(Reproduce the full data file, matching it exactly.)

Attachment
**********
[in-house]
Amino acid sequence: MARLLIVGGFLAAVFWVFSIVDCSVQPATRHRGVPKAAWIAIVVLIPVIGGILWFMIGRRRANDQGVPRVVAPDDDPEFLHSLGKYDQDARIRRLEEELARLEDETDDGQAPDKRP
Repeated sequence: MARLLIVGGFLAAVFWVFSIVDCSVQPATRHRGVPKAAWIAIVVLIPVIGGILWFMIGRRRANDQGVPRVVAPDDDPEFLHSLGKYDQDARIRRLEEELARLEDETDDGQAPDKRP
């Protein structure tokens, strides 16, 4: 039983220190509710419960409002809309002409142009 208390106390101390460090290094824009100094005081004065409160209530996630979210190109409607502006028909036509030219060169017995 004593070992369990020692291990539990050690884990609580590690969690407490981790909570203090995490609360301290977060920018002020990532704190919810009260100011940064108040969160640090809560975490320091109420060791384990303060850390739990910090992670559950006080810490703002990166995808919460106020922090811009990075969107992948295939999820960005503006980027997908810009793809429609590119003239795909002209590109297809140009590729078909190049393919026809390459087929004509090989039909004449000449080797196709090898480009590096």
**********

[in-house]
Amino acid sequence: MARLLIVGGFLAAVFWVFSIVDCSVQPATRHRGVPKAAWIAIVVLIPVIGGILWFMIGRRRANDQGVPRVVAPDDDPEFLHSLGKYDQDARIRRLEEELARLEDETDDGQAPDKRP
Repeated sequence: MARLLIVGGFLAAVFWVFSIVDCSVQPATRHRGVPKAAWIAIVVLIPVIGGILWFMIGRRRANDQGVPRVVAPDDDPEFLHSLGKYDQDARIRRLEEELARLEDETDDGQAPDKRP
């Protein structure tokens, strides 16, 4: 039983220190509710419960409002809309002409142009 208390106390101390460090290094824009100094005081004065409160209530996630979210190109409607502006028909036509030219060169017995 004593070992369990020692291990539990050690884990609580590690969690407490981790909570203090995490609360301290977060920018002020990532704190919810009260100011940064108040969160640090809560975490320091109420060791384990303060850390739990910090992670559950006080810490703002990166995808919460106020922090811009990075969107992948295939999820960005503006980027997908810009793809429609590119003239795909002209590109297809140009590729078909190049393919026809390459087929004509090989039909004449000449080797196709090898480009590096």